Production

The bonny, bonny blend of Loch Lomond

Neil Wilson visits Loch Lomond Distillery, where four pot stills and a continuous still add up to seven single malts and a soon-to-be-released single blend. And it's done with technology, not mirrors
By Neil Wilson
Editor's note: This article was originally published in 1999, so some information is out of date.

On one of my trips north to Speyside some years ago I recall an American visitor asking the be-kilted Australian tour guide at Glenfiddich what a 'double malt' was. Her confusion had been prompted by the fact that so many distillers referred to 'single malts'. I sympathised with her entirely.

All of this came back to me when I was talking to Gavin Durnin, sales and marketing director of the Loch Lomond Distillery Company. 'We're making a single blend here, you know,' he said. 'What?' I said. 'A single blend: that means our own malts married to our own grain whisky.' Now, the problem is this: I knew that Loch Lomond possessed four curious pot stills, which allowed it to create differing styles of malts, and I knew it had a state-of-the-art grain distillery. It produces, in fact, all the grain whisky (around 10 million litres of grain alcohol a year) it needs, and it has some over to sell as well; it also has its own cooperage.

But a viable blend needs more than just four malts and a grain. Many blends use far more: perhaps 20 or 30 malts, which might include some Speyside, some Islay, some Highland - you get the picture. Loch Lomond's four pot stills would, on the face of it, seem inadequate to the task. The pot stills themselves are odd by any standards. Don't look for graceful swan necks and sweeping lyne arms here; these stills are real rarities in today's distilling world. The system employed is a throwback to the one which was first used in Dumbarton by Hiram Walker in 1959 in its vast grain-distilling complex. It developed a type of still (curiously named 'Lomond') which was a pot still with a short cylindrical neck inside which there were three rectifying plates which gave a very low degree of reflux and therefore a heavier, oilier whisky. The same sort of stills were later employed at Glenburgie, Miltonduff and Scapa distilleries; the distillers were able to create Glencraig and Mosstowie malts at the former two, while at Scapa only a Lomond wash still was installed.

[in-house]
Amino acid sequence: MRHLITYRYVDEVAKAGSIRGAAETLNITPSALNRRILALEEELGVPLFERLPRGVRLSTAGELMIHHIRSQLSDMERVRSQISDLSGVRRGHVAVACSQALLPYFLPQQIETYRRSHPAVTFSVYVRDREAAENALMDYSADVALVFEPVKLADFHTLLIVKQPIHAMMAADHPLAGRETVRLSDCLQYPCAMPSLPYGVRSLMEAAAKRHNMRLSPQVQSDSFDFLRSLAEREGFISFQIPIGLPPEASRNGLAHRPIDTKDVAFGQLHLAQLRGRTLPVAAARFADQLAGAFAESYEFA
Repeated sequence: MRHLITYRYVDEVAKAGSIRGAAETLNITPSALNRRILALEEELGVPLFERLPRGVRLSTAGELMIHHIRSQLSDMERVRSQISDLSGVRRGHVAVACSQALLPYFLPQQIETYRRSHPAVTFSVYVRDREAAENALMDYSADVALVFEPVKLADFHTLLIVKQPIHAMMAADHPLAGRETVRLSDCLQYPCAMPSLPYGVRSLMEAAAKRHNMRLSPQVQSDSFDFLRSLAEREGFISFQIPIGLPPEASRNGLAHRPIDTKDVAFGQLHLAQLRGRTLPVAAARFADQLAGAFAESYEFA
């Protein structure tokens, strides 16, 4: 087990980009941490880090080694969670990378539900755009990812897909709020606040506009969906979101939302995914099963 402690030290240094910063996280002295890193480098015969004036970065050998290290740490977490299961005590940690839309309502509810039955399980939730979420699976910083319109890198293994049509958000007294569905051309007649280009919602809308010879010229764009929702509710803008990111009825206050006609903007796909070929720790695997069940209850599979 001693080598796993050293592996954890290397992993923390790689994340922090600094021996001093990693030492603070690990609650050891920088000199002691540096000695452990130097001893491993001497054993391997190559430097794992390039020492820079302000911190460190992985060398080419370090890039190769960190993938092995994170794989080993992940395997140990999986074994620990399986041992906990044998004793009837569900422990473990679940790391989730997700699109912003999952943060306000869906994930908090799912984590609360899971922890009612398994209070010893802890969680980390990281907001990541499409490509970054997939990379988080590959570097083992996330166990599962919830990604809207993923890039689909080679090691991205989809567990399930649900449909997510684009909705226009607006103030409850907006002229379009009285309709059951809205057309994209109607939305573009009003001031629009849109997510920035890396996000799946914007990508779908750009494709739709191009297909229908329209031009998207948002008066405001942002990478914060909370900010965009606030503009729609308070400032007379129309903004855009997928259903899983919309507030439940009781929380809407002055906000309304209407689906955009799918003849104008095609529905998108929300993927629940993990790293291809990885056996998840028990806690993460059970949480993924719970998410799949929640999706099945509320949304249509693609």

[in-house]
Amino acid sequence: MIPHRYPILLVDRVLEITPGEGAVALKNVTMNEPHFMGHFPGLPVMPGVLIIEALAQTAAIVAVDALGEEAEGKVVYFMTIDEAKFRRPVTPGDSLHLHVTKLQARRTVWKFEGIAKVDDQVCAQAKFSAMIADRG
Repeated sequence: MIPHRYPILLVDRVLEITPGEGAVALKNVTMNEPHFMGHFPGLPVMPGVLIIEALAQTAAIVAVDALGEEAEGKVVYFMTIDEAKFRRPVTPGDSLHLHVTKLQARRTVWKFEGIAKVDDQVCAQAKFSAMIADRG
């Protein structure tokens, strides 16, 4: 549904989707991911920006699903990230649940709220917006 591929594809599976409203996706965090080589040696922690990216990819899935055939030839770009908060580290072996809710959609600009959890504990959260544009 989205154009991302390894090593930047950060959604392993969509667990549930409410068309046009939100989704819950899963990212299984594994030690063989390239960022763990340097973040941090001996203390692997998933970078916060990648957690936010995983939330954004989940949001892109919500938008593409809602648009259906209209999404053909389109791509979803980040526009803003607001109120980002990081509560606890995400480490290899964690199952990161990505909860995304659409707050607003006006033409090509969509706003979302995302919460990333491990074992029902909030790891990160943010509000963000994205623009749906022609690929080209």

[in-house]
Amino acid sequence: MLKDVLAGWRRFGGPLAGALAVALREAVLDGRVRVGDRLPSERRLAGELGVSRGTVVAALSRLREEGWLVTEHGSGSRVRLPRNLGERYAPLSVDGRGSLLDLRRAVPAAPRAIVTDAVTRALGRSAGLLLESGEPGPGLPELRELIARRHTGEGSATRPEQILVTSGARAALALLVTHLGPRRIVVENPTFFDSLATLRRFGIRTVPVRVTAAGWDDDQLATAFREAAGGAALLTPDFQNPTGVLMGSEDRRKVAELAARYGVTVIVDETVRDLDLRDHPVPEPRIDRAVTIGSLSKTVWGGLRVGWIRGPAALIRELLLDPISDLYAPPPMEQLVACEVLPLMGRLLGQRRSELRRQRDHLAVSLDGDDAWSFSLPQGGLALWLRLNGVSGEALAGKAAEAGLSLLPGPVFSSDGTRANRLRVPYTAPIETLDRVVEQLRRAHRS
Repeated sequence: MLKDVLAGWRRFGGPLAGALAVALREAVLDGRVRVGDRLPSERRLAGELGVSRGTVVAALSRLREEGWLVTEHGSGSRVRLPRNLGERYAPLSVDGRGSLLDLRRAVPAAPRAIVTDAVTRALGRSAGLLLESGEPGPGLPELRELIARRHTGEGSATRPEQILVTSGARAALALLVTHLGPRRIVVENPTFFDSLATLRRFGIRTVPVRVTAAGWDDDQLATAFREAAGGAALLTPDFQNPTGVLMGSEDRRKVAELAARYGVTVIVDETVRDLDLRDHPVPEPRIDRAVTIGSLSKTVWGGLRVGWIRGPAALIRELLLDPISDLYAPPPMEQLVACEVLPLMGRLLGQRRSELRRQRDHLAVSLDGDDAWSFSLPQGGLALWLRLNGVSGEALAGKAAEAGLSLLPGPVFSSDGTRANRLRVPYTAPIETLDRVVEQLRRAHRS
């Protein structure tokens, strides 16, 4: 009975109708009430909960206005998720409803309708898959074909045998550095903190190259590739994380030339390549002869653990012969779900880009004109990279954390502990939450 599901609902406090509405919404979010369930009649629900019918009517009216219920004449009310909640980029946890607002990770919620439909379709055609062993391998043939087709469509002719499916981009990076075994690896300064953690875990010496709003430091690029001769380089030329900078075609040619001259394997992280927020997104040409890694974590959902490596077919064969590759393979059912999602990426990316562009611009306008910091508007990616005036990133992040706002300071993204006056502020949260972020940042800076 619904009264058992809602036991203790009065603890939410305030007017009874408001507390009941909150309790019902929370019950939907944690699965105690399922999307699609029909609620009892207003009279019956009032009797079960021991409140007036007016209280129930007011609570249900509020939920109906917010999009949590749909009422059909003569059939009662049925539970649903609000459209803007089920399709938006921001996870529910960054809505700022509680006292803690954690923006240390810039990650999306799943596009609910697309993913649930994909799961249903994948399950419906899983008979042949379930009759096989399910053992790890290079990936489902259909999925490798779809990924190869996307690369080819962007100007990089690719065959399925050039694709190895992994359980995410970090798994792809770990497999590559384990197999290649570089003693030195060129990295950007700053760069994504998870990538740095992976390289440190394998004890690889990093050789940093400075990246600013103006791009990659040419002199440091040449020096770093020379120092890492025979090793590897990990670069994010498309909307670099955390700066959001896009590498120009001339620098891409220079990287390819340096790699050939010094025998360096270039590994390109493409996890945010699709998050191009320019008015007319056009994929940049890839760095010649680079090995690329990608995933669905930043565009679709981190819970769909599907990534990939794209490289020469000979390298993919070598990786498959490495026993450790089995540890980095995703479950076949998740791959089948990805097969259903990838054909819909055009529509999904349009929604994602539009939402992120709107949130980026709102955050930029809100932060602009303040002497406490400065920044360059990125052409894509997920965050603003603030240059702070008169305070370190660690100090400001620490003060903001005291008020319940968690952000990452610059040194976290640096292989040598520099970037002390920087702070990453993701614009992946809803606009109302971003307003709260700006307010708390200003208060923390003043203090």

However, the stills at Loch Lomond Distillery are not really Lomond stills at all and are far more complex. Production director John Peterson explains the process: boiled down (as it were) the point is that there are two wash stills and two spirit stills, and by changing the phenolic specification of the barley, and by mixing the spirit of a wash still with that of a spirit still, these four stills can produce seven different single malts. (All the malts are named after local place names around or islands in Loch Lomond.)

Two of them are bottled as Inchmurrin 10-year old and Old Rhosdhu 5-year-old. Inchmurrin is distilled normally by allowing the wash still to charge the spirit still in full, whereas Old Rhosdhu is a mix of one wash still run to one spirit still run where the spirit run is drawn from both stills. The result is a denser, more flavourful dram. Then there are are the Glen Douglas and Loch Lomond malts, which, says Peterson, 'we rarely bottle at present'. Both have spirit still start strengths of 85%, but Glen Douglas finishes at 55% whereas Loch Lomond remains at 85%. Glen Douglas is a standard, well-rounded malt while Loch Lomond is a very light and fruity whisky.

'After that,' says Peterson, 'there's Inchmoan, Croftengea and Craiglodge. Inchmoan is basically Inchmurrin produced with 40 parts per million phenols in the barley - very peaty - while Croftengea is the Old Rhosdhu technique again except we use two wash still runs mixed with one spirit still run and the barley again has 40ppm phenols. Now that stuff is really pungent and peaty due to the fact that peat components are steam, rather than alcohol volatile, so more is recovered from the wash distillation than the spirit distillation.' And finally there's Craiglodge which is Croftengea made from a mash made half-and-half with 40ppm phenol malt and our normal malt.'

At this point I felt the need for a stiff whisky coming on. Where, oh where had all the gorgeous simplicity of the traditional pot still process gone? But before we repaired to the lab above the stillhouse to sample the Loch Lomond Single Blend, Peterson took me next door to see his 'toy'. This is the third-floor control room of the grain distillery, where two shift technicians control the entire process day and night. It was chairman Sandy Bulloch's idea, apparently. 'The crunch came in the early nineties when he was negotiating his annual grain spirit requirement from one of the big producers,' Durnin remarked. 'The price was unacceptable, so Sandy asked John if he could design a grain distillery. John made some sketches on a sheet of A4 and this is the result. It was completed in 1993.'

A bank of computers showed each and every stage of the process, any one of which can be altered simply with the click of a mouse. It was definitely time for that dram.In the lab Durnin finally poured me a sample of that elusive Loch Lomond Single Blend. Given that it does not possess the number of component whiskies which most blends do, I was curious as to its complexity and finish. The predominant flavour notes were those of a light, clean, mellow, grain whisky which combined well with the light estery fruitiness of the Loch Lomond malt components on the nose. The finish was medium in length with a buttery, toffee note and an accompanying hint of peat on the roof of my mouth. It would be interesting to see how it would contrast in a blind tasting up against some of the brands and my suspicion is that it wouldn't do too badly at all.